“After the buses left, some guy in a suit wearing dark glasses–indoors, mind you–with some Air Force officers standing behind him, took the four of us–me, Billy Mack, the guard and the janitor–into an office and said “I don’t know what you know or heard, but I strongly suggest you forget it all,” or words to that effect. Billy Mack asked what was going on. The suit pounded a finger in his chest. ‘National security, none of your business, keep quiet,’ he said, going on and on, poking Billy’s chest at every period and comma. He said they had an explanation for everything that happened, if we ever raised the subject. It all sounded fairly ominous.”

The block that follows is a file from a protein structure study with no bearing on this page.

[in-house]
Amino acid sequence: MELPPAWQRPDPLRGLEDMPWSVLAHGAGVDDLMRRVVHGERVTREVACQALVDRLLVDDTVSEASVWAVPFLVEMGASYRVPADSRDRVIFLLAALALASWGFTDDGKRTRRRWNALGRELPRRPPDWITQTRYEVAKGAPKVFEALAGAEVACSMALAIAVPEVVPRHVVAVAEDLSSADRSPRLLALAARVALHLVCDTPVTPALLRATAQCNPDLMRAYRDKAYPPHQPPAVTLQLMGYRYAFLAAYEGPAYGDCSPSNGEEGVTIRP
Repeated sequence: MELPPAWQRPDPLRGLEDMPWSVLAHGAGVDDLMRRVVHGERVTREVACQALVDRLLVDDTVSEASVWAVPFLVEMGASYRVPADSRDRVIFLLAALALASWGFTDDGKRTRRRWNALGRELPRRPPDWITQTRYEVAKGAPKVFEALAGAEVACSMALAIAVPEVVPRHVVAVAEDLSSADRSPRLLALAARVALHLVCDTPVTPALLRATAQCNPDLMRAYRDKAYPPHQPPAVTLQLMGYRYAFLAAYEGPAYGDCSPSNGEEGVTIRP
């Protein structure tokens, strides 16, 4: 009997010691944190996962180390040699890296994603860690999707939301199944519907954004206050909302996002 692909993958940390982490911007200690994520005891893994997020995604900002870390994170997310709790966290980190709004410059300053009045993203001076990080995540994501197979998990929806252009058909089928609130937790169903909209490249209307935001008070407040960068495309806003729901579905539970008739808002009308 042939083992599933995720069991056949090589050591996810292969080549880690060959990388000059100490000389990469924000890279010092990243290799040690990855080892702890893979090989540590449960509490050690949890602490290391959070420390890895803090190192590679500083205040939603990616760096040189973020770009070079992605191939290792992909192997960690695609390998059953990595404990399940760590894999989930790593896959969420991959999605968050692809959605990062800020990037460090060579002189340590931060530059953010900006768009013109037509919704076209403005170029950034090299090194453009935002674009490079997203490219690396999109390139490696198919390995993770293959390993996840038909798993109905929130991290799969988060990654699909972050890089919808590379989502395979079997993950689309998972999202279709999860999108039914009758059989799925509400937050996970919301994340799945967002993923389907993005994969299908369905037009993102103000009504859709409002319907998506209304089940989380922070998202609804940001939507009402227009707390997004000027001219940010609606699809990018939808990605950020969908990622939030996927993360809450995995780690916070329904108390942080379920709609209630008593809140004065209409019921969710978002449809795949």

“I bet you all kept your mouths shut, then?” I said.
“We were all re-assigned or transferred to different places by American,” he said. “I’ve been at DFW ever since. I worked on the ground crew for 30 years, until my knees went out. Now I work here, piling up seniority for my retirement. I don’t even know what happened to the others.”
“What happened to the airship?” I asked. “Didn’t people ask about it?”
“The airport was isolated, miles outside the city, and I guess no one saw it land during the storm. It was gone by the dawn’s early light.” He stopped and drained the glass. “I don’t know. How you can make something that big disappear overnight? It wasn’t there the next morning. Whether it was flown out, or taken apart, or went through a black hole again, I don’t know.”
“Black hole again?” I pushed my drink towards him. “What do you mean, again?”